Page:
Bubber the Lemming joins a group of forest animals in their quest for spiritual understanding and self-knowledge.
"synopsis" may belong to another edition of this title.
Grade 8 Up Bubber, the young lemming hero of Arkin's The Lemming Condition (Harper, 1976) wakes from unconsciousness to find himself being carried into a forest clearing. Here live a snake, a duck, a possum and a deer under the benevolent eye of the Bear, a mysterious figure dwelling in a nearby cave. Nursed back to health, Bubber becomes aware that through their relationships with the bear, all of the animals are trying to reach the essence of their being, a transcendent self which the Bear describes as a "lion." And so Bubber joins the search. " 'The lion is a reality and when you find him you find yourself.' " Much longer and more abstract than The Lemming Condition , this book is aimed at older readers. As it concerns a spiritual odyssey, most of the action takes place in the characters' thoughts or in philosophical conversations. Only toward the end does much action occur, and that seems even more violent by contrast. (Bubber nearly dies rescuing the deer from wild dogs.) Character is adequately drawn, but the lack of physical description is disorienting. Arkin's earlier book contrasted the lemmings' blind rush to the sea with Bubber's search for understanding. Here there is no physical movement to parallel the spiritual one, to anchor the ideas behind the story in a coherent reality. Ruth S. Vose, San Francisco Public Library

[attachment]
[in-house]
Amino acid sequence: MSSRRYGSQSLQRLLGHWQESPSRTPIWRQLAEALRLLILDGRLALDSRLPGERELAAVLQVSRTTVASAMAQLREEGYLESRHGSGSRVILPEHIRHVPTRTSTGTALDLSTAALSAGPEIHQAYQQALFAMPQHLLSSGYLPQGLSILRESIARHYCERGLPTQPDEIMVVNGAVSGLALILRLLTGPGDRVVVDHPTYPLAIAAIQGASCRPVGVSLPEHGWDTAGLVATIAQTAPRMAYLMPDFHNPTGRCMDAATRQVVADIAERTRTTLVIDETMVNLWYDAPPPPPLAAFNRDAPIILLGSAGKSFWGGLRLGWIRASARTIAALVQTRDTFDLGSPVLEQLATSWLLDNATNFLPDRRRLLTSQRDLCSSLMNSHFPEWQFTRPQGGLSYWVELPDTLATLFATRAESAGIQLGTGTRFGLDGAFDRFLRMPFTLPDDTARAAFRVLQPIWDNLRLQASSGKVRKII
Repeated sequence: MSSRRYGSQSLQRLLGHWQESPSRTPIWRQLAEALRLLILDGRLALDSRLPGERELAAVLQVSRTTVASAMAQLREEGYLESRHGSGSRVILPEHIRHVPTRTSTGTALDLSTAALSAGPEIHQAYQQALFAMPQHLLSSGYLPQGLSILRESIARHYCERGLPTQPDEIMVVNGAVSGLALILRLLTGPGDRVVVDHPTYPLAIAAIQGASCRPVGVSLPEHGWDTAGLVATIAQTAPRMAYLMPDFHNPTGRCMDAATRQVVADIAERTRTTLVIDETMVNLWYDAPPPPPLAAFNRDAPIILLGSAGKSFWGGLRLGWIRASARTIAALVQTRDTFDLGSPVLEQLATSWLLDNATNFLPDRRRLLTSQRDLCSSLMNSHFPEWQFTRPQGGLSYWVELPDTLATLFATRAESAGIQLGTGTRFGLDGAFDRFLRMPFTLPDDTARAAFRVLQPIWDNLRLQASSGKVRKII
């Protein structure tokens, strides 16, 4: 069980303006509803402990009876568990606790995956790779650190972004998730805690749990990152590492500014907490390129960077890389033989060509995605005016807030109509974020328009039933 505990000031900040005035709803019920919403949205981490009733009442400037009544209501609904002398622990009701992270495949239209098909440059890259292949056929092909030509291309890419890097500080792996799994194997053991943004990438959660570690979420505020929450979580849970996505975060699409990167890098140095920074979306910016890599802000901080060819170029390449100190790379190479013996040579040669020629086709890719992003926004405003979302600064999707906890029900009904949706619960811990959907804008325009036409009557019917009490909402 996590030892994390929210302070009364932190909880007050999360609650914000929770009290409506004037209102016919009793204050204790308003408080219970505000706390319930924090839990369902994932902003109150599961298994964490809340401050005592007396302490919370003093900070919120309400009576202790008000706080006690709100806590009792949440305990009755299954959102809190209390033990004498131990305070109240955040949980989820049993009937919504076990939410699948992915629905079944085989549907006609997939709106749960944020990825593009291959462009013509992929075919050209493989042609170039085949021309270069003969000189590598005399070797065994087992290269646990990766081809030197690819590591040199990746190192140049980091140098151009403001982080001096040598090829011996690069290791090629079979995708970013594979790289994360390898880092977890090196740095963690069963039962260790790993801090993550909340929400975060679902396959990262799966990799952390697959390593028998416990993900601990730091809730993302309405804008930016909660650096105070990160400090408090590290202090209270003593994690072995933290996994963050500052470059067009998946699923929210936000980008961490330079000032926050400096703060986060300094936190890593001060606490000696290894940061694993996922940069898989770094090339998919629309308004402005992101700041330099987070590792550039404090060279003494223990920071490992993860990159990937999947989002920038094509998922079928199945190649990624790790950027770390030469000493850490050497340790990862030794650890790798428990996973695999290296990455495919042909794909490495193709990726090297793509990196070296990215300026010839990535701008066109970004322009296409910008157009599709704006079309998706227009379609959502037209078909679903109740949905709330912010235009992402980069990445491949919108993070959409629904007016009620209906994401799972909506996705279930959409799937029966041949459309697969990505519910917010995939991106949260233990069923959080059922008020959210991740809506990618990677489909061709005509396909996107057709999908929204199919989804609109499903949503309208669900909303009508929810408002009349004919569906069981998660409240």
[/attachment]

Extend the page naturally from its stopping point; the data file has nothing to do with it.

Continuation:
Copyright 1986 Reed Business Information, Inc.
"About this title" may belong to another edition of this title.
Book Description Harpercollins, 1989. Paperback. Book Condition: New. Bookseller Inventory # P110062500473